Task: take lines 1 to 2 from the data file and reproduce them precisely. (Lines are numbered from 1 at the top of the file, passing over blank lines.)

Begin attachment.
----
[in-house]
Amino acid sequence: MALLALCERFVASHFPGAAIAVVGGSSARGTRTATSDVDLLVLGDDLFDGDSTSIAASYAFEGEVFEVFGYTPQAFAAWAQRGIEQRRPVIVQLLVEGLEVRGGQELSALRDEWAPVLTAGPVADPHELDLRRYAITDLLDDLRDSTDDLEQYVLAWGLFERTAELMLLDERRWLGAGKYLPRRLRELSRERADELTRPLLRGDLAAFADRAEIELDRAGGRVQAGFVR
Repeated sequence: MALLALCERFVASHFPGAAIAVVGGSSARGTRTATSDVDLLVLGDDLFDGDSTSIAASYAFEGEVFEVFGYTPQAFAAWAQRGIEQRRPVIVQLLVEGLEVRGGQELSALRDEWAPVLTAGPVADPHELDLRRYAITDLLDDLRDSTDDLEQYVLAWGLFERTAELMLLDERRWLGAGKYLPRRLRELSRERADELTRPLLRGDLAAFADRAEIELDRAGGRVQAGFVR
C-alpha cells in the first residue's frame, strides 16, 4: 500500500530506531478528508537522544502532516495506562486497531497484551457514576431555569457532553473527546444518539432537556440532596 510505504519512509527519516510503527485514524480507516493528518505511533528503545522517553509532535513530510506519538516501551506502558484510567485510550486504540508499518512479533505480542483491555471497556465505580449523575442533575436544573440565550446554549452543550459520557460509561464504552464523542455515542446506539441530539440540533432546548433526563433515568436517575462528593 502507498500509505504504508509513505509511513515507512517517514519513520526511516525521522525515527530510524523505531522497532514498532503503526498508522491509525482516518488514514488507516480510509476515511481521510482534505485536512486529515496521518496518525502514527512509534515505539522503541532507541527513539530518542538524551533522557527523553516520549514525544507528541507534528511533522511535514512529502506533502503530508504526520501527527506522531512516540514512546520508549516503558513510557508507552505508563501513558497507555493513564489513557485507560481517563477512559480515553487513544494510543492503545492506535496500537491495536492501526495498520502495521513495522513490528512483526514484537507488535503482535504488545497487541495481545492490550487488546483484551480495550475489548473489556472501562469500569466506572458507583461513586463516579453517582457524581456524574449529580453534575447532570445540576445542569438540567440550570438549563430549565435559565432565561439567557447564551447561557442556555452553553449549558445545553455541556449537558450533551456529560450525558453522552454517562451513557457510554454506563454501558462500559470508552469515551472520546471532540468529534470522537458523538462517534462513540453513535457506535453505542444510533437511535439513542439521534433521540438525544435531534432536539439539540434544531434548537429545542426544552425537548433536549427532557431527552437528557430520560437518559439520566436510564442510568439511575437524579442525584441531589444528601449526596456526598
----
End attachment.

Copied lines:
[in-house]
Amino acid sequence: MALLALCERFVASHFPGAAIAVVGGSSARGTRTATSDVDLLVLGDDLFDGDSTSIAASYAFEGEVFEVFGYTPQAFAAWAQRGIEQRRPVIVQLLVEGLEVRGGQELSALRDEWAPVLTAGPVADPHELDLRRYAITDLLDDLRDSTDDLEQYVLAWGLFERTAELMLLDERRWLGAGKYLPRRLRELSRERADELTRPLLRGDLAAFADRAEIELDRAGGRVQAGFVR